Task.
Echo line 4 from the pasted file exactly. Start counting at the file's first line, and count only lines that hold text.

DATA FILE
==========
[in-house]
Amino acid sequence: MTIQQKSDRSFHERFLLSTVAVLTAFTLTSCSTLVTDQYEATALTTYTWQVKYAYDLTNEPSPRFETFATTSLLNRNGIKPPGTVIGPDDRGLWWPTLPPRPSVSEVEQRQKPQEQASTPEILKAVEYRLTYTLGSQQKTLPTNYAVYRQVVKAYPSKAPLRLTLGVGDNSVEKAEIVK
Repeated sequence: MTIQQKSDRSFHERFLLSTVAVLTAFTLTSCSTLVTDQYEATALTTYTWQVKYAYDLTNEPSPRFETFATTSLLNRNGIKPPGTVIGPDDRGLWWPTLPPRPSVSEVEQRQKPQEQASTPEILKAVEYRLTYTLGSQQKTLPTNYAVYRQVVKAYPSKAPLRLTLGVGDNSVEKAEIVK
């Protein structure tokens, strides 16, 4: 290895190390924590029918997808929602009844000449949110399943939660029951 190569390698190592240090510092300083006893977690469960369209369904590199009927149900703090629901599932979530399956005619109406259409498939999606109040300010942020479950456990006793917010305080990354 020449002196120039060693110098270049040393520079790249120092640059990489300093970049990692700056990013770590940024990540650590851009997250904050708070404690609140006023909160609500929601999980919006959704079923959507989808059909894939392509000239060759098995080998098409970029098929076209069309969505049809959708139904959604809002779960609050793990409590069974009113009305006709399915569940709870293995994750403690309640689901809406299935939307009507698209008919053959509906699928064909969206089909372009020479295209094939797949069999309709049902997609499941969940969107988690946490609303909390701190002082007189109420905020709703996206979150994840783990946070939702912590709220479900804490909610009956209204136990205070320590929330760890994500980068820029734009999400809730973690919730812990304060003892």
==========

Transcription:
């Protein structure tokens, strides 16, 4: 290895190390924590029918997808929602009844000449949110399943939660029951 190569390698190592240090510092300083006893977690469960369209369904590199009927149900703090629901599932979530399956005619109406259409498939999606109040300010942020479950456990006793917010305080990354 020449002196120039060693110098270049040393520079790249120092640059990489300093970049990692700056990013770590940024990540650590851009997250904050708070404690609140006023909160609500929601999980919006959704079923959507989808059909894939392509000239060759098995080998098409970029098929076209069309969505049809959708139904959604809002779960609050793990409590069974009113009305006709399915569940709870293995994750403690309640689901809406299935939307009507698209008919053959509906699928064909969206089909372009020479295209094939797949069999309709049902997609499941969940969107988690946490609303909390701190002082007189109420905020709703996206979150994840783990946070939702912590709220479900804490909610009956209204136990205070320590929330760890994500980068820029734009999400809730973690919730812990304060003892």